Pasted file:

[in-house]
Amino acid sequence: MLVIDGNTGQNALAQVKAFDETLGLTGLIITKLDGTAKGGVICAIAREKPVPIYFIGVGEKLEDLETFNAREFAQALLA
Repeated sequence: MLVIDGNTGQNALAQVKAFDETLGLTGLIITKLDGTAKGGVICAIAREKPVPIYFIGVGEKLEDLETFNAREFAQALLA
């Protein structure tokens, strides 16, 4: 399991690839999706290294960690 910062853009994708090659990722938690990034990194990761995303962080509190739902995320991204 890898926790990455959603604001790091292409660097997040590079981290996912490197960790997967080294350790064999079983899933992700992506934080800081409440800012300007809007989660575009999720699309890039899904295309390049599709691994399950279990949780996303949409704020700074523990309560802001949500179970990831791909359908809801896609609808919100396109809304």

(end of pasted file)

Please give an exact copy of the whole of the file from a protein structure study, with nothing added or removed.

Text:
[in-house]
Amino acid sequence: MLVIDGNTGQNALAQVKAFDETLGLTGLIITKLDGTAKGGVICAIAREKPVPIYFIGVGEKLEDLETFNAREFAQALLA
Repeated sequence: MLVIDGNTGQNALAQVKAFDETLGLTGLIITKLDGTAKGGVICAIAREKPVPIYFIGVGEKLEDLETFNAREFAQALLA
């Protein structure tokens, strides 16, 4: 399991690839999706290294960690 910062853009994708090659990722938690990034990194990761995303962080509190739902995320991204 890898926790990455959603604001790091292409660097997040590079981290996912490197960790997967080294350790064999079983899933992700992506934080800081409440800012300007809007989660575009999720699309890039899904295309390049599709691994399950279990949780996303949409704020700074523990309560802001949500179970990831791909359908809801896609609808919100396109809304």